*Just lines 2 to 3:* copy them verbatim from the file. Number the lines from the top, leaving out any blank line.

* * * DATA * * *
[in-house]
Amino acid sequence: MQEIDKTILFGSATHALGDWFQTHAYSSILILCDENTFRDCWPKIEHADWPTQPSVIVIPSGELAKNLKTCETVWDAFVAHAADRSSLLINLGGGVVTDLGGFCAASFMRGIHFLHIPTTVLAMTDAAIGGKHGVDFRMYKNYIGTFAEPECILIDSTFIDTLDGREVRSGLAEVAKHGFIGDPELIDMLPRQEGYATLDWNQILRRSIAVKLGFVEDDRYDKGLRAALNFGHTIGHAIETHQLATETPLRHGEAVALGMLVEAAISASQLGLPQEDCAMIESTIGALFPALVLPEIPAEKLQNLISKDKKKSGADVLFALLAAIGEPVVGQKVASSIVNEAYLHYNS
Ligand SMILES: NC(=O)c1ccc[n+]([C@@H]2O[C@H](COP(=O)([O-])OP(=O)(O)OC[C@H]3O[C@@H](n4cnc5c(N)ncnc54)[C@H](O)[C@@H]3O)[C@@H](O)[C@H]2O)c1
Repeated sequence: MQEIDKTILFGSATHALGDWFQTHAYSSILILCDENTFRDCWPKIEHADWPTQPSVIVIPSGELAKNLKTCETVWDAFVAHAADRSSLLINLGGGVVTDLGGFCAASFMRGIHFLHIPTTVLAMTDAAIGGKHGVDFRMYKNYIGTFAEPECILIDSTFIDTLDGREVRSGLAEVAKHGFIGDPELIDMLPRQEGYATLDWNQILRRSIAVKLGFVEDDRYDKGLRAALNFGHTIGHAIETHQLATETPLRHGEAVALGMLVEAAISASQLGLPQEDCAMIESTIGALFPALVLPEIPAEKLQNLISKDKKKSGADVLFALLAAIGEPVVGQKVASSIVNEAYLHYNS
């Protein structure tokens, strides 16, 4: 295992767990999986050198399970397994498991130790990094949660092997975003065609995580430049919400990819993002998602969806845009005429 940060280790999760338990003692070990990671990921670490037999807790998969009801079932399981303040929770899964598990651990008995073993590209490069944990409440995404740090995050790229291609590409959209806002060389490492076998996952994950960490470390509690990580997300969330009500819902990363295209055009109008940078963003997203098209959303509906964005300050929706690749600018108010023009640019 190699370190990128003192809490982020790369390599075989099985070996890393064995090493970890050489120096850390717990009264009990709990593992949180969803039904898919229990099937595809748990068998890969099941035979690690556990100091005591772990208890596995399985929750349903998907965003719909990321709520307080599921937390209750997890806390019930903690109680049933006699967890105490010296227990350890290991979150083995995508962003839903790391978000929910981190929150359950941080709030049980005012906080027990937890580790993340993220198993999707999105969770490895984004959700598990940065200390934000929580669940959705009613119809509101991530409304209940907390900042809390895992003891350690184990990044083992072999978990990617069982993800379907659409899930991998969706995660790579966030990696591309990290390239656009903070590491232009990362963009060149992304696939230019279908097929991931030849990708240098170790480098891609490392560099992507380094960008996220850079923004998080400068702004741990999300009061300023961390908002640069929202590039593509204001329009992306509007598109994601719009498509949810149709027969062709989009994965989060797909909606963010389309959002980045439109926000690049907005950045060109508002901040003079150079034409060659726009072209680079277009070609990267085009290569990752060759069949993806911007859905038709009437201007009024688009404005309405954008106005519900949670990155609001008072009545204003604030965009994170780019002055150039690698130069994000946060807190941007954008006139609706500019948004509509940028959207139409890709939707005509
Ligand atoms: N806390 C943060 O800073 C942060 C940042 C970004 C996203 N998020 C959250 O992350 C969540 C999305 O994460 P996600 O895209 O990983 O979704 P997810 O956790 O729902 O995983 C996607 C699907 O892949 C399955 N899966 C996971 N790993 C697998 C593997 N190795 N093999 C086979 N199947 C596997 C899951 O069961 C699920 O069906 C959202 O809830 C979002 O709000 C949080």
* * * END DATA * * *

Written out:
Amino acid sequence: MQEIDKTILFGSATHALGDWFQTHAYSSILILCDENTFRDCWPKIEHADWPTQPSVIVIPSGELAKNLKTCETVWDAFVAHAADRSSLLINLGGGVVTDLGGFCAASFMRGIHFLHIPTTVLAMTDAAIGGKHGVDFRMYKNYIGTFAEPECILIDSTFIDTLDGREVRSGLAEVAKHGFIGDPELIDMLPRQEGYATLDWNQILRRSIAVKLGFVEDDRYDKGLRAALNFGHTIGHAIETHQLATETPLRHGEAVALGMLVEAAISASQLGLPQEDCAMIESTIGALFPALVLPEIPAEKLQNLISKDKKKSGADVLFALLAAIGEPVVGQKVASSIVNEAYLHYNS
Ligand SMILES: NC(=O)c1ccc[n+]([C@@H]2O[C@H](COP(=O)([O-])OP(=O)(O)OC[C@H]3O[C@@H](n4cnc5c(N)ncnc54)[C@H](O)[C@@H]3O)[C@@H](O)[C@H]2O)c1